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The Muslim community across the world has been mourning the death of 50 people who were killed in a shooting at two mosques Friday.
"When this happened you think you are alone. But when all these congregations come and support you, you feel stronger and safe and that you have a big family who supports. You have big hopes for the world," said Muslim leader Mahmut Altun.
Tonight, various religious groups came together to show support at a Sunnyvale mosque after the New Zealand shootings. “When this happened you think you are alone. But when all these congregations come and support you, you feel stronger” 🕌 @abc7newsbayarea pic.twitter.com/yWE95oCKQg— Luz Peña (@LuzPenaABC7) March 17, 2019
A Sunnyvale resident adds, "In our grief and sorrow and our condolences to not only the people of Christchurch in New Zealand, but all people of faith around the world."
Altun said the outpouring of support and love from multiple religious groups has helped them to feel safe. Recently, they received an envelope with letters of support from several religious groups.
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Altun: "A lot of supportive letters, around 35 letters we have here from the Jewish and the Christian brothers and sisters."
Pena: "Have you read them and what do they say?"
Altun: "I read the letters and they say they are here for us as a family and they say accept them as a family member."
Mayor Larry Klein from Sunnyvale attended one of the vigils and said, "Tragedy that is happening and the concept of hate and such nationalistic hate against a certain community is unthinkable and that's why we all came together from a stand point of peace."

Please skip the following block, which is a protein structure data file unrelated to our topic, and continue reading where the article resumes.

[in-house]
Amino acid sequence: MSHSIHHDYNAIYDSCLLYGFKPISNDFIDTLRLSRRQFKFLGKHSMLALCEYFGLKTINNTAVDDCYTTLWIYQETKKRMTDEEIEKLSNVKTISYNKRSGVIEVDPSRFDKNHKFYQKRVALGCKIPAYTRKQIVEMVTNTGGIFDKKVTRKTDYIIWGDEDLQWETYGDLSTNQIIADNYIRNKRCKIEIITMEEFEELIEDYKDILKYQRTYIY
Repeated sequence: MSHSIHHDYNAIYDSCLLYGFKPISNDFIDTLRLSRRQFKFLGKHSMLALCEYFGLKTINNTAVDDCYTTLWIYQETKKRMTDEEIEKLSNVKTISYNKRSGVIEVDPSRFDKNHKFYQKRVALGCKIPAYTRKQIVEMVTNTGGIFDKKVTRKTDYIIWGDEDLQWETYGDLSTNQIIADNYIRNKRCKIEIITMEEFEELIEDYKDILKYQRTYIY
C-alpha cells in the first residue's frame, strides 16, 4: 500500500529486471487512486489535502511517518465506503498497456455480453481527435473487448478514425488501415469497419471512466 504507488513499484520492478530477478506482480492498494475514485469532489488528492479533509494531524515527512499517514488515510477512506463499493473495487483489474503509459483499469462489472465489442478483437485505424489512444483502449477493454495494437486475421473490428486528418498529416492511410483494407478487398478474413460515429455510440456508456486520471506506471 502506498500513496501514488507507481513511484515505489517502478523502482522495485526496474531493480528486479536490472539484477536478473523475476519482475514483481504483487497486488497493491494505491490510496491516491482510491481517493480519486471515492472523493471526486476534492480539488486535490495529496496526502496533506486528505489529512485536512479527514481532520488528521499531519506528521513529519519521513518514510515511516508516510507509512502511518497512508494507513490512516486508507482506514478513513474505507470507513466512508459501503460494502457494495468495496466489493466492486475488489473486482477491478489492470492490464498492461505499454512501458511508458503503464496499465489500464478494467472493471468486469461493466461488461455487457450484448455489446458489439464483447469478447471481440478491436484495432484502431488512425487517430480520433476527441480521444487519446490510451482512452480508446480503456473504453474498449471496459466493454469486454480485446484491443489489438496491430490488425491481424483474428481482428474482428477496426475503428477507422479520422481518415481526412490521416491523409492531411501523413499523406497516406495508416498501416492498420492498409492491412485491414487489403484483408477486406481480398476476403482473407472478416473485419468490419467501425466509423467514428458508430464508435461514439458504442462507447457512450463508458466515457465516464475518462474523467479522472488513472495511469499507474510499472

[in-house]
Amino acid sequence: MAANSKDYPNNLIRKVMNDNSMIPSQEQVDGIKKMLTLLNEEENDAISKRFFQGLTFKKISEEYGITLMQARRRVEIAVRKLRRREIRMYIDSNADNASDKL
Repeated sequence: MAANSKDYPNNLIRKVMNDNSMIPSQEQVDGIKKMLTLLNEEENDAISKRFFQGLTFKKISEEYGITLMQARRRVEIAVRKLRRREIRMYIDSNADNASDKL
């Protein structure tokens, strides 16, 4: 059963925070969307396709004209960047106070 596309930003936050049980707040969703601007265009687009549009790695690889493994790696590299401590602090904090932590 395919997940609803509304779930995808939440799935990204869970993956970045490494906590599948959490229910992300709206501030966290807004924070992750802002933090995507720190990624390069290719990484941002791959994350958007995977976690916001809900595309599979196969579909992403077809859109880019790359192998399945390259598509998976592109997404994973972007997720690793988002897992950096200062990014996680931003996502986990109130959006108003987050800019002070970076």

A local Sunnyvale mosque received over 30 letters from various religious groups after the New Zealand shootings. Some of the letters read, “We’re here for you. We are family.” ❤️ ✉️ 🕌 @abc7newsbayarea pic.twitter.com/JICfJ2QA32— Luz Peña (@LuzPenaABC7) March 17, 2019
In San Jose, outside of Dr. Martin Luther King Jr. Library, dozens of people lit candles and prayed for those who were killed.
The FBI in the Bay Area has made themselves accessible for local mosques.
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"For us to be as engage as possible in the different communities obviously with the threats that are out there. It's important for us to support and provide assistance and a point of contact for times in need," said Sanjay Virmani from the FBI San Francisco Bureau.
Another vigil is scheduled for Sunday in Pleasanton and Monday in Santa Clara University.